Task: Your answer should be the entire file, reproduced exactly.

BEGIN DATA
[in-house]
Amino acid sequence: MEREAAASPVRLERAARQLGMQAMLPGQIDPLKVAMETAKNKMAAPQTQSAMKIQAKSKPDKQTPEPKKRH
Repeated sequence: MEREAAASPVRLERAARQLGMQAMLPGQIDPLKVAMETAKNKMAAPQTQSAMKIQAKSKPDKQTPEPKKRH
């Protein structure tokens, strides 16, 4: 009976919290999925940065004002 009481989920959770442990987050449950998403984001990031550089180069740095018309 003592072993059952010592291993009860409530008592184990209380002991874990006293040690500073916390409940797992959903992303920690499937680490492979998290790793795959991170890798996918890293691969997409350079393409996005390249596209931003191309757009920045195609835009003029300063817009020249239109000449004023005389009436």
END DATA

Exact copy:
[in-house]
Amino acid sequence: MEREAAASPVRLERAARQLGMQAMLPGQIDPLKVAMETAKNKMAAPQTQSAMKIQAKSKPDKQTPEPKKRH
Repeated sequence: MEREAAASPVRLERAARQLGMQAMLPGQIDPLKVAMETAKNKMAAPQTQSAMKIQAKSKPDKQTPEPKKRH
């Protein structure tokens, strides 16, 4: 009976919290999925940065004002 009481989920959770442990987050449950998403984001990031550089180069740095018309 003592072993059952010592291993009860409530008592184990209380002991874990006293040690500073916390409940797992959903992303920690499937680490492979998290790793795959991170890798996918890293691969997409350079393409996005390249596209931003191309757009920045195609835009003029300063817009020249239109000449004023005389009436």